A bolt for a knuckle on the lower control arm of the front suspension could work loose on some Evoques constructed between 31 March and 25 August 2016, and potentially leave you without control of the steering. Find out from a dealer if your car is affected; if it is, it'll need to be checked by a Land Rover technician who'll replace the necessary parts to eliminate the issue.
Front passenger airbag
The front passenger airbag of some cars made between 12 July to 26 October 2016 may not deploy at all in a collision, potentially increasing the risk of injury. Affected Evoques will need to have the airbag replaced as part of this recall.
Insecure locking ring for the fuel pump
A few examples built between 2-7 March 2017 could have a loose locking ring (which secures the fuel pump in the fuel tank), and this could lead to fuel vapour escaping into the interior or fuel to leak out onto the ground. Speak to a Land Rover dealer for further information because a technician will need to check that the ring is tightened correctly to prevent future issues.
Emergency call system
Evoques built from 5 July 2018 up until the end of production that have an emergency call system installed might not operate correctly when called upon. Find out if your example is affected because it'll need to have a software update to make sure it functions properly.
CO2 levels too high
Some Evoques manufactured between 9 March 2015 and 7 July 2018 can produce too much CO2 compared with stated figures, and will require a software update to be installed at a Land Rover dealer in order to reduce them.
Is a used Land Rover Range Rover Evoque 4x4 reliable?
The Range Rover Evoque didn’t fare well in the most recent What Car? Reliability Survey, finishing 38th out of 39 cars in the family SUV category. Land Rover as a brand came in a poor 31st place out of 32 manufacturers.
If you would like to see the full reliability list, head to the What Car? Reliability Survey pages for more information.
What used Land Rover Range Rover Evoque 4x4 will I get for my budget?
Used Evoques start at around £8500, at the time of writing, but figure on spending more like £14,000 to secure an early car that's covered an average mileage for its age, with a service history, bought either privately or from an independent dealer.
Up your budget to £15,000 for a pre-facelift 2015 car, or £16,500 to £20,000 for a post facelift Evoque with an average mileage and a full service history. £22,000 will be enough for a 2019 Evoque with below-average mileage.
Check the value of a used Range Rover Evoque with What Car? Valuations
How much does it cost to run a Land Rover Range Rover Evoque 4x4?
Not surprisingly, the diesel-engined cars are the most economical. The 2.0-litre eD4 engine helps the Evoque achieve an official NEDC combined figure of 65.7mpg, while the earlier 2.2 eD4 got 56.5mpg. The punchier 2.0 TD4 180 returned 55.3mpg or 43.5mpg in earlier 2.2 SD4 form. The 2.0-litre Si4 petrol engine initially returned just 32.5mpg, but this was improved in 2014 to 36.2mpg.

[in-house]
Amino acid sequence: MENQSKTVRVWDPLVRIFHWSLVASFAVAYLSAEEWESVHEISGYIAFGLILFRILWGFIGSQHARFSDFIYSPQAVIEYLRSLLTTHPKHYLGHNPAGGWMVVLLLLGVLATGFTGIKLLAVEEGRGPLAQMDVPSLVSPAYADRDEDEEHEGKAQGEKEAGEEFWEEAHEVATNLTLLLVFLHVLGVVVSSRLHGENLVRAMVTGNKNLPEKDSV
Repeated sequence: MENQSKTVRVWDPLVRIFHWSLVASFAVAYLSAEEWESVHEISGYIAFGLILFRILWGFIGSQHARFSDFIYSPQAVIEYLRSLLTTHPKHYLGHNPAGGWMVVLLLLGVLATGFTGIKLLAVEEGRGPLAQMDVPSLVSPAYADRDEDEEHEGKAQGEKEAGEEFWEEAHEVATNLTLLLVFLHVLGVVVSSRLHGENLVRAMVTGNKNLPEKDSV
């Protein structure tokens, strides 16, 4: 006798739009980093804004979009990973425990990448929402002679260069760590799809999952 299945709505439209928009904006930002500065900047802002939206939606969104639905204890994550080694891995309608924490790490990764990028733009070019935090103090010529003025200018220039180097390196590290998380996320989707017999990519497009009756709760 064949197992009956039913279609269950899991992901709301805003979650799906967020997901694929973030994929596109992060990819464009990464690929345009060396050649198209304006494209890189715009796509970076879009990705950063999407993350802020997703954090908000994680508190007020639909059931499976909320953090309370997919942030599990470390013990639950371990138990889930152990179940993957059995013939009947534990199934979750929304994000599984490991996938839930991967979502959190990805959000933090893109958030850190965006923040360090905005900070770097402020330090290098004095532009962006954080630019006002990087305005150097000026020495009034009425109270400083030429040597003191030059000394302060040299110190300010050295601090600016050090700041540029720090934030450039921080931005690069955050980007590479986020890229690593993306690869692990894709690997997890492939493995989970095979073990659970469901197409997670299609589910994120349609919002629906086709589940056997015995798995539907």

The worst offender throughout the life of the Evoque is the 2.0 Si4 petrol. Initially, it put out 199g/km, although this was reduced in 2014 to 181g/km. If you want to keep a lid on emissions, plump for the eD4 which emitted 133g/km in 2.2-litre form, or 113g/km after the new engine was introduced.
As you'd expect, both any model with four-wheel drive will produce more CO2, so an early TD4 has a figure of 149g/km and the SD4 174g/km. The newer engine in the post-2015 TD4 dropped this figure to 125g/km for the manual or 134g/km for the automatic.
Road Tax (VED)
Road tax for all models registered before 1 April 2017 will vary depending upon the emissions the engine produces (see paragraph above for more information). If you're buying one registered after the tax system changed on 1 April 2017, you'll have to pay a yearly flat-rate fee, currently £165 a year, plus an additional surcharge of £355 if your Evoque cost over £40,000 when new. However, this surcharge only applies for years two to six of the car's life.
Insurance and servicing costs
Insurance groups for the desirable Evoque range from 28 for the lowest front-wheel-drive diesel to 43 for the high-performance petrol car in top-spec Autobiography trim.
A used service plan is available for the Evoque. This takes the form of a one-off initial payment, which varies depending on engine and trim but currently starts at £625 and covers between two and five services. There are also fixed price servicing options that range from £330 for an interim service every 16,000 miles or one year, while a 32,000 mile major service every two years is £440.
Which used Land Rover Range Rover Evoque 4x4 should I buy?
We prefer the later, post-2015 2.0-litre diesel engine, particularly in higher-powered TD4 guise, because it has a bit more power and gets four-wheel drive as standard. The eD4 is sluggish, and while the powerful 2.0-litre Si4 petrol might be fun, it's best avoided since running costs will be high.
The manual is fine for those wanting to maximise fuel economy, but the automatic better suits the premium SUV billing of the Evoque. However, it's still not perfect and can be a little hesitant when pulling away at traffic lights or when merging onto a roundabout.
Likewise, we would advice you to go for one of the revised trim levels as these have more safety kit as standard. The best is the SE Tech; it's not much more costly than an SE, yet it has loads of additional luxuries. HSE Dynamic, HSE Dynamic Lux and Autobiography trims are nice to look at, but the bigger wheels fitted to these models spoils the ride.
Our favourite Range Rover Evoque: 2.0 TD4 180 SE Tech
What alternatives should I consider to a used Land Rover Range Rover Evoque 4x4?
The Q3 is refined, in some versions, and comes with a classy interior. However, its steering could be better and it’s not that much fun to drive. Its ride can also be a little unsettled.
The X1 is spacious, practical and has a high quality interior. It also offers fine handling and a great infotainment system. Countered against that, there’s too much road noise and the ride can be firm, too.
The Macan is very good to drive, with precise steering, an excellent automatic transmission and a strong engine. It’s not very big in the back, though, so those carrying lanky passengers will need to look elsewhere. It’s also expensive to buy, even used, and to run.
If you're interested in finding a used Evoque, or any of the other SUVs mentioned here, head over to the Used Car Buying pages to find lots of cars listed for sale at a great price.